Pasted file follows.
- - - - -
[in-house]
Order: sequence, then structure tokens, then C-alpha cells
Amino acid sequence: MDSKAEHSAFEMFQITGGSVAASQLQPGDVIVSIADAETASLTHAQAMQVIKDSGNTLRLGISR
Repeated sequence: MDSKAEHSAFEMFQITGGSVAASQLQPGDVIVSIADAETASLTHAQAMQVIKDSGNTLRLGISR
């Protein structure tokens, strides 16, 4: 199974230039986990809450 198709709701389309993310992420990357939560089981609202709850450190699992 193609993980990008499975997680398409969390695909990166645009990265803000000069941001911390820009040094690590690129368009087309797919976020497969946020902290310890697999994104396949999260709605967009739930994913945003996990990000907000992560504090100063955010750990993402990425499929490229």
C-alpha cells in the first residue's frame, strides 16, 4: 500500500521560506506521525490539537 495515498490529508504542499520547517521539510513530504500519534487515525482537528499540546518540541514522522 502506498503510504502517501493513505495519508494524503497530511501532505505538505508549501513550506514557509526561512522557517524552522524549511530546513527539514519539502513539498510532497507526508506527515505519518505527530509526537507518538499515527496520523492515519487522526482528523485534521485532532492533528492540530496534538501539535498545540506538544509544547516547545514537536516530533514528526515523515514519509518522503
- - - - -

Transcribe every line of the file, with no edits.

[in-house]
Order: sequence, then structure tokens, then C-alpha cells
Amino acid sequence: MDSKAEHSAFEMFQITGGSVAASQLQPGDVIVSIADAETASLTHAQAMQVIKDSGNTLRLGISR
Repeated sequence: MDSKAEHSAFEMFQITGGSVAASQLQPGDVIVSIADAETASLTHAQAMQVIKDSGNTLRLGISR
């Protein structure tokens, strides 16, 4: 199974230039986990809450 198709709701389309993310992420990357939560089981609202709850450190699992 193609993980990008499975997680398409969390695909990166645009990265803000000069941001911390820009040094690590690129368009087309797919976020497969946020902290310890697999994104396949999260709605967009739930994913945003996990990000907000992560504090100063955010750990993402990425499929490229």
C-alpha cells in the first residue's frame, strides 16, 4: 500500500521560506506521525490539537 495515498490529508504542499520547517521539510513530504500519534487515525482537528499540546518540541514522522 502506498503510504502517501493513505495519508494524503497530511501532505505538505508549501513550506514557509526561512522557517524552522524549511530546513527539514519539502513539498510532497507526508506527515505519518505527530509526537507518538499515527496520523492515519487522526482528523485534521485532532492533528492540530496534538501539535498545540506538544509544547516547545514537536516530533514528526515523515514519509518522503